State power hardly seems in its heyday. The federal government controls nearly a quarter of the country's GDP. Washington is on the brink of passing health care legislation that would reorder one-sixth of the U.S. economy and give bureaucrats vast new powers to regulate and micromanage American medicine. The EPA toys with regulating carbon emissions under the auspice of the Clean Air Act, which could lead to new regulations not only of energy-intensive industries, but also of schools, hospitals and restaurants.
Meanwhile, states are struggling to close historic budget gaps. Unlike the federal government, which can shoulder a trillion dollar deficit and always has the option of printing money, state government's have little choice but to cut services or raise taxes. State officials almost seem to be pleading with their constituents to accept this fiscal reality.
Yet state governments are taking important actions and helping to serve as a voice of the people in rejecting some of government's excesses.
Poll and after poll shows an American public aghast by proposed health care reforms. People have been attending tea party protests, swarming town hall meetings and voting against supporters of the Democrats' health care legislation every chance they get.
Some state governments are expressing popular sentiment in another way. Earlier this month, Virginia enacted legislation that rejects the federal takeover of the health care system. Idaho adopted similar legislation this week. The new laws are designed to protect the rights of individuals to not buy government approved insurance. Virginia and Idaho are not alone in this effort: Anestimated 36 other states have similar bills in the works.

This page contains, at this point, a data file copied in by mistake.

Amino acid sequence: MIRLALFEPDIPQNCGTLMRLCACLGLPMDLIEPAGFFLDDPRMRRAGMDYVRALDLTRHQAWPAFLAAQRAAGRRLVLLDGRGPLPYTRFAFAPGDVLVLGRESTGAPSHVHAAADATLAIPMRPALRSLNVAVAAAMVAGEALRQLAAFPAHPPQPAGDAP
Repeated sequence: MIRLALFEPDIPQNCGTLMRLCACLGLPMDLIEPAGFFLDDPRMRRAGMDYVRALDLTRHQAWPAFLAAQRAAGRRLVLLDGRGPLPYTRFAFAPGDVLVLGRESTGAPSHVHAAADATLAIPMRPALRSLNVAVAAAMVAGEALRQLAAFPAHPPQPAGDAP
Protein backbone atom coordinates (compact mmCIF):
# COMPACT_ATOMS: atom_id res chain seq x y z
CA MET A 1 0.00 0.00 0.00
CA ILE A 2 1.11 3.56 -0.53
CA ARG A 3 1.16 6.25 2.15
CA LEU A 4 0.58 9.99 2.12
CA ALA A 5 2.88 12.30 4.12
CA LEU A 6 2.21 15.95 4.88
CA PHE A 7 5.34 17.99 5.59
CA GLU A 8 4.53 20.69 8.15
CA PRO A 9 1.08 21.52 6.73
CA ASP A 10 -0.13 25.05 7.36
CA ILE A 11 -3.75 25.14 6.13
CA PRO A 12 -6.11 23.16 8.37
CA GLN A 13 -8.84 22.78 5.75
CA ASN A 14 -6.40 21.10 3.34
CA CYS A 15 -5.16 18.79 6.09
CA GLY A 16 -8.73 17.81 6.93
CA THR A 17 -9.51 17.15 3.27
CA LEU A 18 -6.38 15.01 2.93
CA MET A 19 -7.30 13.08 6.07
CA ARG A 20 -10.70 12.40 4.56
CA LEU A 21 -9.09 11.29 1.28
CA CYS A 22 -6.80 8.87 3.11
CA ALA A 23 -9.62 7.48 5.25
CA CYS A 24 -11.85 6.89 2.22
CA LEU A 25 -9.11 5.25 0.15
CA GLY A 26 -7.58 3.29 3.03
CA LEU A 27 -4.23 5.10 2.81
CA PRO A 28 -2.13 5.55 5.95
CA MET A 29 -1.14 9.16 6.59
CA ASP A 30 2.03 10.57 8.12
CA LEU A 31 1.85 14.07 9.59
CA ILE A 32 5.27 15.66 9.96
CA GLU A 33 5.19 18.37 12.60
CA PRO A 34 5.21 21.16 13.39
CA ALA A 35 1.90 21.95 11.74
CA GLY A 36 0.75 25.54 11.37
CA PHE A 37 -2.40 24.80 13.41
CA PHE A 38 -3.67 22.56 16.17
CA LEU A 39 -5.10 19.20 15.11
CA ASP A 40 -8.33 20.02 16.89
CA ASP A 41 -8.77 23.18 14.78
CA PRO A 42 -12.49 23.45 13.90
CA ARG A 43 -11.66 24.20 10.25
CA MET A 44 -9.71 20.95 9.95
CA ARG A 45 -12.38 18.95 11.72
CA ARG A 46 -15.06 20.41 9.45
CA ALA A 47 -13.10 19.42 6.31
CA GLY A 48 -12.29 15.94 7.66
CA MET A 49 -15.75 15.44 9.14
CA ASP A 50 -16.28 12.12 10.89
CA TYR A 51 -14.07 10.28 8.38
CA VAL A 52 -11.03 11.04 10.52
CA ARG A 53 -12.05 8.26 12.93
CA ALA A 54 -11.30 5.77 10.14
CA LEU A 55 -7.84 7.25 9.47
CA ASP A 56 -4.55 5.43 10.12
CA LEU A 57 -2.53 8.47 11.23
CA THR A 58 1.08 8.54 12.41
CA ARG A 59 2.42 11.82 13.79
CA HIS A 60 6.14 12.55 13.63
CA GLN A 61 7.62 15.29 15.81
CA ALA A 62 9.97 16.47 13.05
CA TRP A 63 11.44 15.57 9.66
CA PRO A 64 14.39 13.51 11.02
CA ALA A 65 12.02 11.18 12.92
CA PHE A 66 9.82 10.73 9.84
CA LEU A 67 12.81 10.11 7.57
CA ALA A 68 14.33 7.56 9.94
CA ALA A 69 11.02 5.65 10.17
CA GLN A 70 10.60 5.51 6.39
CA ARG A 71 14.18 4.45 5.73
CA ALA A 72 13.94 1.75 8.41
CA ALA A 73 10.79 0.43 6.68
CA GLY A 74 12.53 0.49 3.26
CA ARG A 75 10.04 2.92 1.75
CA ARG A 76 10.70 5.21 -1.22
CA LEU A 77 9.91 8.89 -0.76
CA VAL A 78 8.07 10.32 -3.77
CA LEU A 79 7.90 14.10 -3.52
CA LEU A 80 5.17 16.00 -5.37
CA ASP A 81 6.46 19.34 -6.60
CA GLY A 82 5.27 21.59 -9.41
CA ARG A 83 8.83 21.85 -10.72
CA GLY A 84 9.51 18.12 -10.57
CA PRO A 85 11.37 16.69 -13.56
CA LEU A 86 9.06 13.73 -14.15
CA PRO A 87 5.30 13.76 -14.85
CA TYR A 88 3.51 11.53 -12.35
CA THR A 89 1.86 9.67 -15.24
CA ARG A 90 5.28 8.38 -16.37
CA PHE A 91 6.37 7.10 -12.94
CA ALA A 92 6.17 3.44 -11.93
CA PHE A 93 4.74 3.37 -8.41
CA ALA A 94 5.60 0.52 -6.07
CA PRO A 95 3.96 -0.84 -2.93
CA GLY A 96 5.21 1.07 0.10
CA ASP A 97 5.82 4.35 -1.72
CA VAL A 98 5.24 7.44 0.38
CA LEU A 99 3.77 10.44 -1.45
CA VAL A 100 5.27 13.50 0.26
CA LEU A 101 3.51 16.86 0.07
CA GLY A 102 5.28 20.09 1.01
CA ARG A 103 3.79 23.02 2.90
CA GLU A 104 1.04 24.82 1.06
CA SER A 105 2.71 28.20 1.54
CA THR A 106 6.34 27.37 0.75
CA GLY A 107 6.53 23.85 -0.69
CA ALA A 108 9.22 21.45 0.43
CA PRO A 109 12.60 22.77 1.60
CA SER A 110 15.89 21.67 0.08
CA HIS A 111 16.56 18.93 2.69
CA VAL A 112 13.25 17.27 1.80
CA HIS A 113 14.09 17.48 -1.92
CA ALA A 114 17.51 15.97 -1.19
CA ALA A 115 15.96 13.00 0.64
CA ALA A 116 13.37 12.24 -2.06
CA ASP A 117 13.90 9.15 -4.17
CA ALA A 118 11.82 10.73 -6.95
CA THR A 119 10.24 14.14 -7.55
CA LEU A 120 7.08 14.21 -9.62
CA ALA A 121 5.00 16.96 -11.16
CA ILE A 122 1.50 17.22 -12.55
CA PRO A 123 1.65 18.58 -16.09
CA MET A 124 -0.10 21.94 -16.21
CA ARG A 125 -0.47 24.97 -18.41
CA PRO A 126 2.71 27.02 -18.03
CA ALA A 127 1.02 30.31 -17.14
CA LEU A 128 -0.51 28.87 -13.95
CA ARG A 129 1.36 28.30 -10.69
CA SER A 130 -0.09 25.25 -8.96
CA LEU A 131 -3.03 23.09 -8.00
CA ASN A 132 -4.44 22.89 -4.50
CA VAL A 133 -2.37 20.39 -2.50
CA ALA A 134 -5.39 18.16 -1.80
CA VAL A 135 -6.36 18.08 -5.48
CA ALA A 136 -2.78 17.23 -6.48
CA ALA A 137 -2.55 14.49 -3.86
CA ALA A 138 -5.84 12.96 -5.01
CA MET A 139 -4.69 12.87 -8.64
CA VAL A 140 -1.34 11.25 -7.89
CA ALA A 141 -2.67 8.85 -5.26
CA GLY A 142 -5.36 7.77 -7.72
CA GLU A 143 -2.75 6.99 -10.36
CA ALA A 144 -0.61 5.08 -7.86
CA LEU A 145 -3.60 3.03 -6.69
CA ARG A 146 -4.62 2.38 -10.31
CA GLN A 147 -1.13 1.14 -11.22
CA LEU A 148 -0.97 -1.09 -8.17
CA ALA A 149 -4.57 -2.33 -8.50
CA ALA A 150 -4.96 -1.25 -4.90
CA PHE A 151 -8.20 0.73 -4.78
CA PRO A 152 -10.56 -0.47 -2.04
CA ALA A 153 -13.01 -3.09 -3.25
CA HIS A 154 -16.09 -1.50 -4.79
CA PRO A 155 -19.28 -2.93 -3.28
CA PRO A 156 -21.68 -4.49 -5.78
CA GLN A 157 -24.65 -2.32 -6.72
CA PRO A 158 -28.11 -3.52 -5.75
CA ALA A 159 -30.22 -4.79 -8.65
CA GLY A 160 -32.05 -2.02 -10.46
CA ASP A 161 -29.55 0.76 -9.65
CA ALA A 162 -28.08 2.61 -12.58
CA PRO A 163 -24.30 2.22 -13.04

Federal law generally trumps state law, so—if Democrats manage to ram though currently proposed legislation—the state “nullification” efforts would likely just create a legal hiccup for those implementing the new federal law. But importantly the states' actions should remind elected officials in Washington just how much their constituents oppose this massive federal power grab.
States are also reflecting their constituents' changing sentiments when it comes to climate change. Gallup recently reported a significant drop in concern about global warming as an environmental threat. Nearly half of Americans surveyed thought the seriousness of global warming is “generally exaggerated.” That's up from 4 in 10 in 2009, and 3 in 10 in 1997. In 2003, 6 in 10 thought temperature increases were the result of man; now just five in ten do.
Unfortunately, Gallup didn't report about people's attitudes toward global warming legislation. Undoubtedly, many who believe in man-made global warming would still agree that any economy-crushing legislation – and cap-and-trade programs certainly qualify – is a bad idea in the midst of a recession.
Certainly this seems to be the opinion of Arizona's governor. Last month, Gov. Jan Brewer signed an executive order reversing the state's decision to participate in the regional cap-and-trade program known as the Western Climate Initiative. The cap-and-trade program was supposed to begin in 2012, but the Governor decided to pull Arizona out now. As the Arizona Republic explained, the Governor “made it clear...that Arizona will not endorse the emission-control plan or any program that could raise costs for consumers and businesses.”
California residents must wonder why their governor isn't following suit. California currently boasts one of the country's highest unemployment rates (12.5 percent). With an expected $20 billion government shortfall, encouraging more growth and economic activity should be the governor's top priority. Yet California still plans to implement an aggressive plan to reduce carbon emissions, using measures such as new regulations requiring the use of renewable energy, increased car fuel efficiency standards and other energy efficiency requirements. The state's nonpartisan legislative analysts' office has
Not surprisingly, some Californians are taking matters into their own hands and pushing a ballot initiative that would delay implementation of the new anti-global warming measures until unemployment drops and stays at 5.5 percent for at least a year.
Lawmakers in Washington's bubble should pay attention to what's happening in the states. These actions are a vivid reminder of the people's will, and those same people will have another way of voicing their opinion at the ballot box in November.